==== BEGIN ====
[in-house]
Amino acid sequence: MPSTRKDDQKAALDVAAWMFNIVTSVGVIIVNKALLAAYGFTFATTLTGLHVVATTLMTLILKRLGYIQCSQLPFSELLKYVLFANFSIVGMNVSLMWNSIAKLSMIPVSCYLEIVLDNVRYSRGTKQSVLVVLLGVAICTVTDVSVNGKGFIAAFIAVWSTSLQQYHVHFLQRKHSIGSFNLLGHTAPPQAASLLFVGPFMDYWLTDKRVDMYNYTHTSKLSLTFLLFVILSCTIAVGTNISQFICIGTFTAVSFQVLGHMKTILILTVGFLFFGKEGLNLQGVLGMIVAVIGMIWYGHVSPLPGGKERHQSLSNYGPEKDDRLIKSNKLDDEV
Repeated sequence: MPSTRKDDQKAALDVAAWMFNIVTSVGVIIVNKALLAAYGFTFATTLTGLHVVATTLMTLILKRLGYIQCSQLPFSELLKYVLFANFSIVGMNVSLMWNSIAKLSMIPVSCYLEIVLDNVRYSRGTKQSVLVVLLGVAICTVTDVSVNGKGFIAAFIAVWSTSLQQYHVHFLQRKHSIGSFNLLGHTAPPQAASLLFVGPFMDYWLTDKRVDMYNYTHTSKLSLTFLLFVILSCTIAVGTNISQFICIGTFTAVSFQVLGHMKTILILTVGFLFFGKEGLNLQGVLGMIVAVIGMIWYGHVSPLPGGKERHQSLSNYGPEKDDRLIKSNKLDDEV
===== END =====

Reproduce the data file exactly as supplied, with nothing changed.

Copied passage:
[in-house]
Amino acid sequence: MPSTRKDDQKAALDVAAWMFNIVTSVGVIIVNKALLAAYGFTFATTLTGLHVVATTLMTLILKRLGYIQCSQLPFSELLKYVLFANFSIVGMNVSLMWNSIAKLSMIPVSCYLEIVLDNVRYSRGTKQSVLVVLLGVAICTVTDVSVNGKGFIAAFIAVWSTSLQQYHVHFLQRKHSIGSFNLLGHTAPPQAASLLFVGPFMDYWLTDKRVDMYNYTHTSKLSLTFLLFVILSCTIAVGTNISQFICIGTFTAVSFQVLGHMKTILILTVGFLFFGKEGLNLQGVLGMIVAVIGMIWYGHVSPLPGGKERHQSLSNYGPEKDDRLIKSNKLDDEV
Repeated sequence: MPSTRKDDQKAALDVAAWMFNIVTSVGVIIVNKALLAAYGFTFATTLTGLHVVATTLMTLILKRLGYIQCSQLPFSELLKYVLFANFSIVGMNVSLMWNSIAKLSMIPVSCYLEIVLDNVRYSRGTKQSVLVVLLGVAICTVTDVSVNGKGFIAAFIAVWSTSLQQYHVHFLQRKHSIGSFNLLGHTAPPQAASLLFVGPFMDYWLTDKRVDMYNYTHTSKLSLTFLLFVILSCTIAVGTNISQFICIGTFTAVSFQVLGHMKTILILTVGFLFFGKEGLNLQGVLGMIVAVIGMIWYGHVSPLPGGKERHQSLSNYGPEKDDRLIKSNKLDDEV